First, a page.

TaxesTuesday, Cost of Goods Sold

In last week’s TaxesTuesday I mentioned Cost of Goods Sold as a heading in the chart of accounts, but what actually qualifies to be categorized as Cost of Goods Sold, and why should you even bother with them?

The Cost of Goods Sold account is meant to capture a direct cost letting you know how much you spent on the goods or services that were sold or provided. For example, it tracks what a manufacturing company spends on raw materials, labor, and production costs; for a retail business it could track the cost of the products that were actually sold, and for a service provider it could track supplies for specific jobs [such as paint for a painter or lumber for a builder], wages paid to employees or independent contractors providing a direct service, and so on. The purpose of this account is twofold: first, to provide an accurate depiction of your Gross Margin, which is the amount of profit before all of your General & Administrative expenses, aka G&A or Overhead Costs, and of course second, to decrease taxable income. Lets look at each in greater detail.

From a business point of view, tracking these expenses can help a manager or business owner identify potential opportunities to decrease costs and increase profits by helping them identify the correct questions to ask.

For instance, if a company in St. Louis provides the service of painting houses, the wages that they pay to the individuals doing the painting is not typically a fixed cost. There may be one employee who can paint two houses in the time it would take another employee to paint one house of the same size. This information is very valuable to have as a manager because this could indicate an opportunity to increase the profit margin. Implementing efficiency measures, having a conversation with each employee and sharing tips of the trade, or developing incentives all could help lower Cost of Labor, and therefore Cost of Goods, ultimately adding Profit to the bottom line.

As in all situations, jumping to hasty conclusions based on one piece of information can cause a lot of problems; not every operational issue can be solved by a cursory look at the numbers. For instance, what if the slower employee had a 100% retention of clients and the faster employee only had a retention rate of 25%. On the flip side, if this was not the case, and their work was of equal quality, asking for the faster employee to help train others could help increase the production capacity of the current employees without increasing the wage cost to the employer.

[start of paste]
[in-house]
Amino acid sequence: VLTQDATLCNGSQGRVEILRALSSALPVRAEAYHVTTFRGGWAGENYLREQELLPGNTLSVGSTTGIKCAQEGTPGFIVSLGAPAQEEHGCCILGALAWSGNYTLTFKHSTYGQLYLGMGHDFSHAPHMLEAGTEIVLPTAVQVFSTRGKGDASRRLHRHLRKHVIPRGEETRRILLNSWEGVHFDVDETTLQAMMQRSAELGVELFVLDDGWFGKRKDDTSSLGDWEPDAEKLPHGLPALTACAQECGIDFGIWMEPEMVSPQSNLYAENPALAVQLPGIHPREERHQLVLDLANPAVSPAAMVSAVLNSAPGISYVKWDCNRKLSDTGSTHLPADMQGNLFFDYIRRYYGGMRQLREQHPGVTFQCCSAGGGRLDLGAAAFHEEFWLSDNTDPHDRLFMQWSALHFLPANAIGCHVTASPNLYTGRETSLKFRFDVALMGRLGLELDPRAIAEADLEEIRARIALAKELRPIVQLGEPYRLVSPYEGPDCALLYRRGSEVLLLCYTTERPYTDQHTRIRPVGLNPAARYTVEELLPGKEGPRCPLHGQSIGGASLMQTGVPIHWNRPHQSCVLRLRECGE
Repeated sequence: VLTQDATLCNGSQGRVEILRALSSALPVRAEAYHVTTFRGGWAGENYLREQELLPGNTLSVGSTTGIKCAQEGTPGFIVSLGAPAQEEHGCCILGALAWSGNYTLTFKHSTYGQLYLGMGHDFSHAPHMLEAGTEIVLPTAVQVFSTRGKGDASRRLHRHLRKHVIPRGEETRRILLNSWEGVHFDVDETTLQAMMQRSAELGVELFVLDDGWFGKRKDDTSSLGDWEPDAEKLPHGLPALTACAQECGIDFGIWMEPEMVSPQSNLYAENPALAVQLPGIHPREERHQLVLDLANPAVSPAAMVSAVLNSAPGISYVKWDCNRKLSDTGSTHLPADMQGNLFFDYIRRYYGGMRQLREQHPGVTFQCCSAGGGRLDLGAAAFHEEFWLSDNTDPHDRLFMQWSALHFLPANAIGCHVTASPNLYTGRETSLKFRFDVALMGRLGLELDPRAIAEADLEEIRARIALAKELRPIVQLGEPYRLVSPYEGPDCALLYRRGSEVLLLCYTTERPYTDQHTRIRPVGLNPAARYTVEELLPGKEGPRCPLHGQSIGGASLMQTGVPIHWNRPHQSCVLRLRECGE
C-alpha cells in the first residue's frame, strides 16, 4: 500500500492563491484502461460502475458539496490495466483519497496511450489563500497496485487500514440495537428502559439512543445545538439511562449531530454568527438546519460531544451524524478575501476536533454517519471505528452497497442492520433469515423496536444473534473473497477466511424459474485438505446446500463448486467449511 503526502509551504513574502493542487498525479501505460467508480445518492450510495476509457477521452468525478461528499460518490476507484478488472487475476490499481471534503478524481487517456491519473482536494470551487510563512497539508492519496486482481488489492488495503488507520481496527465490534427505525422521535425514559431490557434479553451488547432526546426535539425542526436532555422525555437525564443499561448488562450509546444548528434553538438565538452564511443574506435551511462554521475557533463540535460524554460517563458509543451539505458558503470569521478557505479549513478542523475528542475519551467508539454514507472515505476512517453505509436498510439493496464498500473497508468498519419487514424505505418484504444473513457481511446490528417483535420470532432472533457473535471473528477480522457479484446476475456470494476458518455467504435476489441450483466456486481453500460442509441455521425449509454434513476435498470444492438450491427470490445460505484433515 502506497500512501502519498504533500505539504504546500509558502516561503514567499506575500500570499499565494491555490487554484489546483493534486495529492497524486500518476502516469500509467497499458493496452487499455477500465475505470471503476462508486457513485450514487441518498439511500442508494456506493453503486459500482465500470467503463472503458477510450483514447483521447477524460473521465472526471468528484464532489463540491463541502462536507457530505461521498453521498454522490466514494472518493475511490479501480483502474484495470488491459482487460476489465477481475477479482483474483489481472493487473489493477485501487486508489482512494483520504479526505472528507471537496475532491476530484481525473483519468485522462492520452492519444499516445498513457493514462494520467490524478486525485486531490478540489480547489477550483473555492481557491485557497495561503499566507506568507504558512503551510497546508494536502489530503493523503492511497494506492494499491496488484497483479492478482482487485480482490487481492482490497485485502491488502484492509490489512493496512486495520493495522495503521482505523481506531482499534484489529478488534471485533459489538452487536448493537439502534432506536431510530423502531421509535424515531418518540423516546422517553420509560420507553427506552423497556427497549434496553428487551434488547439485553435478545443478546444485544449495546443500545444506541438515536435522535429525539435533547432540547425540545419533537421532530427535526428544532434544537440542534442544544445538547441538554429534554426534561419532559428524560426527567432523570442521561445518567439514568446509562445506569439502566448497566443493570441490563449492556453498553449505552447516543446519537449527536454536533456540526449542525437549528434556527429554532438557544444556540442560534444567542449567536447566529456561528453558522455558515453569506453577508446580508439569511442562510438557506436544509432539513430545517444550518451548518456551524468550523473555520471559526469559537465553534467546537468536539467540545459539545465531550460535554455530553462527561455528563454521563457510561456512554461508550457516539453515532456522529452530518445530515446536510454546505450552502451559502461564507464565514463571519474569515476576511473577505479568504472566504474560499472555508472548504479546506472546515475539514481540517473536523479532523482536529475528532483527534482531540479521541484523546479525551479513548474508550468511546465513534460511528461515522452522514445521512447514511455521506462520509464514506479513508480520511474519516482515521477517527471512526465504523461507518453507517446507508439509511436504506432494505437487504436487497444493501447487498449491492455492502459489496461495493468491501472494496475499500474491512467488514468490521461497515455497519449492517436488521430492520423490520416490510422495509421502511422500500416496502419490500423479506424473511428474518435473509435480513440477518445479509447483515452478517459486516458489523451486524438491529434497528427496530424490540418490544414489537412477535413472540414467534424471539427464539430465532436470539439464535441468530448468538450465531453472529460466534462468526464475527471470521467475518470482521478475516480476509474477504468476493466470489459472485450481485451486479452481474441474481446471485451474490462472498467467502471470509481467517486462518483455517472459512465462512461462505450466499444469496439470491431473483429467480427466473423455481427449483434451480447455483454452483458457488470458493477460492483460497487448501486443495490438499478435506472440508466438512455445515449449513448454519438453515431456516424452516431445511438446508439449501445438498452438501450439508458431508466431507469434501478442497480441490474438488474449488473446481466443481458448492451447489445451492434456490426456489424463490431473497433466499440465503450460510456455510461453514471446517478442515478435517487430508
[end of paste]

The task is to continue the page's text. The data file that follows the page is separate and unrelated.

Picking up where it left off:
On the tax side of things, if you have inventory, then you must track and report Cost of Goods Sold, since it has a direct correlation to your ending inventory for the year. Some may try to downplay the importance of this by saying that not declaring, or declaring incorrectly.

How do Costs of Goods Sold Affect An Audit?

Cost of Goods Sold numbers won’t usually throw a red flag and trigger an audit, however, in the event of an audit, incorrect or manipulated numbers can carry with it grave consequences. The good news is that if you keep good records, you should have no trouble navigating those waters.

Yet one more reason to track Cost of Goods Sold is so that you have an accurate inventory valuation at the end of the year since the value of your inventory is a significant factor in determining your taxable income. By keeping an accurate account of Cost of Goods Sold, you will be able to confidently and accurately provide the IRS an inventory valuation at the end of the year, which could possibly reduce the tax liability on your tax return.

The sub accounts of Cost of Goods Sold account that the IRS is interested in are listed below.

Tracking Cost of Goods Sold can be complicated, so if you are unsure about how to do this best, reach out for assistance from a St. Louis tax service professional!

Until Next Time!

Chelsea Auton

The Volpe Consulting & Accounting Team



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